The Munich ChronoType Questionnaire (MCTQ) has now been available for more than 15 years and its original publication has been cited 1240 times (Google Scholar, May 2019). Additionally, its online version, which was available until July 2017, produced almost 300,000 entries from all over the world (MCTQ database). The MCTQ has gone through several versions, has been translated into 13 languages, and has been validated against other more objective measures of daily timing in several independent studies. Besides being used as a method to correlate circadian features of human biology with other factors—ranging from health issues to geographical factors—the MCTQ gave rise to the quantification of old wisdoms, like “teenagers are late”, and has produced new concepts, like social jetlag. Some like the MCTQ’s simplicity and some view it critically. Therefore, it is time to present a self-critical view on the MCTQ, to address some misunderstandings, and give some definitions of the MCTQ-derived chronotype and the concept of social jetlag.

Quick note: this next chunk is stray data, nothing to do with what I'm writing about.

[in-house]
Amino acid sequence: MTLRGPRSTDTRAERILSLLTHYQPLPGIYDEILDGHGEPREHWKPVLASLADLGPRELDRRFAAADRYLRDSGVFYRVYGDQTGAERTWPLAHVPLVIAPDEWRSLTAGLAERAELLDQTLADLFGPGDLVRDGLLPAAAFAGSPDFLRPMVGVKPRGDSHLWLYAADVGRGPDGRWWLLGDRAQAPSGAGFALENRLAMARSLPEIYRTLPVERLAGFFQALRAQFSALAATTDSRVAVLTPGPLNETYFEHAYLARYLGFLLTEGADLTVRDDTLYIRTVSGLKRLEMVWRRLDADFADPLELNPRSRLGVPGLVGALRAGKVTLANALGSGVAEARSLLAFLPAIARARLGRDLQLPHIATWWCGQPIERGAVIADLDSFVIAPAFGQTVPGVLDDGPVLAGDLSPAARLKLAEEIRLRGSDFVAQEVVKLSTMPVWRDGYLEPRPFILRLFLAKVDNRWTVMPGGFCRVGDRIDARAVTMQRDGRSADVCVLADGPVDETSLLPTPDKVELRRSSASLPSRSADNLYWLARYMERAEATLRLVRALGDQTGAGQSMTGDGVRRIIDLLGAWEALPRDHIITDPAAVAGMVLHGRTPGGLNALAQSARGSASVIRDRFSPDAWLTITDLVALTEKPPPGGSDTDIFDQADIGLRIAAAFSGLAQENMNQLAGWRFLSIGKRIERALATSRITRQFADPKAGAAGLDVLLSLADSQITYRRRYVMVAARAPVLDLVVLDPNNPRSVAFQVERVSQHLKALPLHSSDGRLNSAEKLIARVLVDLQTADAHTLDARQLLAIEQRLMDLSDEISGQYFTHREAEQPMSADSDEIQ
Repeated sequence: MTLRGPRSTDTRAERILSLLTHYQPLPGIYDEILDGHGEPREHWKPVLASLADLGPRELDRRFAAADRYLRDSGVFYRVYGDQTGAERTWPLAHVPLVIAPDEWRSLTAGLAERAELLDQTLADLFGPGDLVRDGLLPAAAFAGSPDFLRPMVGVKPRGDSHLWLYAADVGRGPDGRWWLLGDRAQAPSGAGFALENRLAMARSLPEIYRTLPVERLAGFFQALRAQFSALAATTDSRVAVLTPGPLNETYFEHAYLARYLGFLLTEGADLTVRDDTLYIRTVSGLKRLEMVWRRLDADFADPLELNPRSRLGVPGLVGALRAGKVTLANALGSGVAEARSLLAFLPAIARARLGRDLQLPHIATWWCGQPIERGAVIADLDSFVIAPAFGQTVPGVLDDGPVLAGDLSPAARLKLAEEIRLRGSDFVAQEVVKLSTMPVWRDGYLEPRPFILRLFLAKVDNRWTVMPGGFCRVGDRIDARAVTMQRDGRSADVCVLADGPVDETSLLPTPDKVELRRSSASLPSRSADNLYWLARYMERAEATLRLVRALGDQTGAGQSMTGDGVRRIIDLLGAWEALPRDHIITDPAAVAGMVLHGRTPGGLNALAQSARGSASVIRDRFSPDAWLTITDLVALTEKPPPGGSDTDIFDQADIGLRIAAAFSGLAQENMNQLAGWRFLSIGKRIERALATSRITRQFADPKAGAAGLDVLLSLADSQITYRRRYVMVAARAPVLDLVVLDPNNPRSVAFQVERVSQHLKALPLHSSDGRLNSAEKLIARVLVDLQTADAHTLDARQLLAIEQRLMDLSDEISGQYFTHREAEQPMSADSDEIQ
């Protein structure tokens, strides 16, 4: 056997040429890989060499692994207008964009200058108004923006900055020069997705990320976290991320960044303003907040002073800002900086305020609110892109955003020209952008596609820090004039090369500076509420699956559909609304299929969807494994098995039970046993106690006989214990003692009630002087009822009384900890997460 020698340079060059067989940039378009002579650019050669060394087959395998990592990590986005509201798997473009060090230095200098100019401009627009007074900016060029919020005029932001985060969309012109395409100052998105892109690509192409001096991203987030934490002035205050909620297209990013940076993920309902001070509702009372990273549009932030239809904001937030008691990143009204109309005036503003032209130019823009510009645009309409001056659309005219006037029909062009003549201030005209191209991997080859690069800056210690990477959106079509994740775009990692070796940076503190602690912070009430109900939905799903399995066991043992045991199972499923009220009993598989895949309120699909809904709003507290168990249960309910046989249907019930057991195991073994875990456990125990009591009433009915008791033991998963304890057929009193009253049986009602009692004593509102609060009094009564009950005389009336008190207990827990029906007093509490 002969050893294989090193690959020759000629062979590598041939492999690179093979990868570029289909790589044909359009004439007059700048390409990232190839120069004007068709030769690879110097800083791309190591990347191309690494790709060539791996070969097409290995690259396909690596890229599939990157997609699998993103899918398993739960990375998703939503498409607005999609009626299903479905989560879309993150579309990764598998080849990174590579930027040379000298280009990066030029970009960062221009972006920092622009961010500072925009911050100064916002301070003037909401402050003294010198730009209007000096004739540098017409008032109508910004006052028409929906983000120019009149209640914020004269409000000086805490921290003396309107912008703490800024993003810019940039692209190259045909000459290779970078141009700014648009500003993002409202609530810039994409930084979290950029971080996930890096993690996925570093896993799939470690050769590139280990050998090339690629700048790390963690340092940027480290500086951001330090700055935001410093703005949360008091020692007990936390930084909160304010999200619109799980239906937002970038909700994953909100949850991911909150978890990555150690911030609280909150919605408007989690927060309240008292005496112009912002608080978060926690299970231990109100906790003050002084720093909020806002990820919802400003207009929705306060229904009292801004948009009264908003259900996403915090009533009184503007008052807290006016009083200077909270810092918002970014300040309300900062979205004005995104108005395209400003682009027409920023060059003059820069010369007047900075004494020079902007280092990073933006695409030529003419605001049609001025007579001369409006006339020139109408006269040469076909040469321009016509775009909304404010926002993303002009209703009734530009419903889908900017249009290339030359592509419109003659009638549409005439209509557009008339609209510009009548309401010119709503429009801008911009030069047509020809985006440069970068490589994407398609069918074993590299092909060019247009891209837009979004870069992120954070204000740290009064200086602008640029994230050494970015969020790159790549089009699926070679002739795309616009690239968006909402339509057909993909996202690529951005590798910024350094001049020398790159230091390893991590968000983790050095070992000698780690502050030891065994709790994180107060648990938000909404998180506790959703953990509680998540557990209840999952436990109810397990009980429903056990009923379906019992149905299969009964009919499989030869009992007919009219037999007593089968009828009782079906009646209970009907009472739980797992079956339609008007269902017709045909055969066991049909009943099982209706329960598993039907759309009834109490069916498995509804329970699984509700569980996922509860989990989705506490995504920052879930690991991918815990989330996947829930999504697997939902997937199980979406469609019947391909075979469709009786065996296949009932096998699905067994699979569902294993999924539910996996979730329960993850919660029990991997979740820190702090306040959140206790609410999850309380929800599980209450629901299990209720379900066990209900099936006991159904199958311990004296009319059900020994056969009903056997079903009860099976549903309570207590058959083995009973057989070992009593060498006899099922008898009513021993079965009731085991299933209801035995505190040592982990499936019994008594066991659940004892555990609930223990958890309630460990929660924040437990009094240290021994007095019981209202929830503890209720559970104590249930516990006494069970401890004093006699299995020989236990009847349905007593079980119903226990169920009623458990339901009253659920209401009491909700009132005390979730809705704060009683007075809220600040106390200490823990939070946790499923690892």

This is an open access article distributed under the Creative Commons Attribution License
which permits unrestricted use, distribution, and reproduction in any medium, provided the original work is properly cited